With Pentium III released, Intel readies Merced for next year

PC chip clock speeds will increase, benchmark numbers will migrate upward, and prices
will gravitate downward.


But dramatic changes will not happen until mid to late 2000, when Intel Corp.’s
long-awaited Merced (IA-64) CPU starts shipping. When it arrives, Merced will likely give
Intel an even stronger foothold in the workstation arena. Until then, Intel x86
architecture will get several performance boosts.


The new Pentium III and Pentium III Xeon chip sets are the first stopgap improvements
before Merced. They offer a 500-MHz clock speed and the Katmai New Instruction set. For
current software, the faster clock speed means an immediate 10 percent boost—not
earth-shattering, but a clear step forward.


As Intel ramps up chip production, Pentium III prices will settle at current Pentium II
levels. Check with a hardware vendor before you upgrade your Pentium II to Pentium III.
Not all motherboards will accept the Pentium III, and watch for voltage differences.


The Pentium III chip has 70 additional instructions, eight new registers and faster
internal memory streaming, all designed to accelerate 3-D graphics applications and
multimedia. As with Intel’s MMX technology, software will have to be rewritten to
take advantage of KNI.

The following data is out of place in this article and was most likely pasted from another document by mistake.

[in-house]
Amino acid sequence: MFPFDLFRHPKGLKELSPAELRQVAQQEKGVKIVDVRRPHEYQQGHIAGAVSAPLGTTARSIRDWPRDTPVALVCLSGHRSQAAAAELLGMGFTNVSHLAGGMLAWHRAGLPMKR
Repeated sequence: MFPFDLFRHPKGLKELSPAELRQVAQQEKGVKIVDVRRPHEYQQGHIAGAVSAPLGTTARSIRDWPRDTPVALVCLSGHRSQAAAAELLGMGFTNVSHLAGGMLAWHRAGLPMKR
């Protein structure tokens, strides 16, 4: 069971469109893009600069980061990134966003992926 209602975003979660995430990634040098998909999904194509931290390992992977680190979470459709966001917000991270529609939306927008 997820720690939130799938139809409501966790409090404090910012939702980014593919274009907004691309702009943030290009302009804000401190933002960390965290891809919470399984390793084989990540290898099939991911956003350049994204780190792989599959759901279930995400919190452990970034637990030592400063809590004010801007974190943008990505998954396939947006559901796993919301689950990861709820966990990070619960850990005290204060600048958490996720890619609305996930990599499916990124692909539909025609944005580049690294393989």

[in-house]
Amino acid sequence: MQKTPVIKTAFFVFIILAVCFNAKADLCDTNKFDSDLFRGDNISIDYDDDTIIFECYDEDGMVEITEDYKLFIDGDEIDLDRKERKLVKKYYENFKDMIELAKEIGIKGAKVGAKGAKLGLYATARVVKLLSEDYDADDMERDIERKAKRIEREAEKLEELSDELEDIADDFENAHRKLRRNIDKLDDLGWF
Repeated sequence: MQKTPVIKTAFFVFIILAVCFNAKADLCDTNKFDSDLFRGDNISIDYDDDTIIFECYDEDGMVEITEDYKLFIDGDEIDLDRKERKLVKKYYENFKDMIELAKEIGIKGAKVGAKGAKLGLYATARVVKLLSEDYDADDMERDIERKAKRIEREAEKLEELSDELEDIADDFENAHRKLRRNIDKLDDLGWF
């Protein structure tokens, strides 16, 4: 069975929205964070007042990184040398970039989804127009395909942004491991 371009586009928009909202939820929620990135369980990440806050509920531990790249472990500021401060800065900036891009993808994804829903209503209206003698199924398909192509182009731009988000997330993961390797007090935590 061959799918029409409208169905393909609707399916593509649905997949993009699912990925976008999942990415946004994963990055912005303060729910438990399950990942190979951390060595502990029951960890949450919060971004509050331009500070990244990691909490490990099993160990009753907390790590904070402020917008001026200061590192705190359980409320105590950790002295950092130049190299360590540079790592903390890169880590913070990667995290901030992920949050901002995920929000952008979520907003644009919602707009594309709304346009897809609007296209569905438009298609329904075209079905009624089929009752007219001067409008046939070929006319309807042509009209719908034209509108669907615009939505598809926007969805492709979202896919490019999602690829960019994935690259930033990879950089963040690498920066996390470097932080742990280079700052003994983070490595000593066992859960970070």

3-D games and other consumer software will benefit most. Higher-end 3-D apps, which use
OpenGL to accelerate 3-D work, probably won’t see large gains, but Intel says the
chip can also speed up nonuniform random b-splines, widely used in mechanical
computer-aided design apps.


Although the Xeon leads the x86 world in performance, it still lags behind the fastest
RISC chips, which crunch numbers twice as fast. When Merced arrives, Intel floating-point
performance will jump to the same levels as RISC.


Meanwhile, Intel’s route to better floating-point performance is via a
multiprocessor workstation.


Benchmarks show that dual Intel CPUs can provide nearly double floating-point speed.


But apps must be properly multithreaded to take advantage of that increase, and
multiprocessor workstations have a high price. If you need more floating-point speed in an
Intel workstation, you will have to pay that price, at least for this year.


Merced is expected to debut at 800 MHz. It will have larger 64-bit registers and faster
floating-point performance, and still provide binary compatibility with x86 software.


Hewlett-Packard Co. is counting on Merced to succeed the PA-RISC family in its Unix
workstations. Strong rumors suggest that Silicon Graphics Inc. may abandon in-house chip
development, if Merced delivers the promised performance.


Intel is actively courting other RISC-Unix vendors with Merced, while pursuing
alternative operating systems, such as Linux, to further expand its workstation base. Does
this mean that RISC workstations are dead? Not in 1999, and probably not in 2000, either.


HP and SGI may migrate to Merced, but they are not abandoning RISC just yet. IBM Corp.,
Digital Equipment Corp. and Sun Microsystems Inc. are all likely to continue developing
RISC machines to compete with Merced.


But, whether it’s for RISC or Merced, the price of leading-edge floating-point
performance is likely to stay high. n


Ted Drude writes about workstation hardware and software in Madison, Ala.





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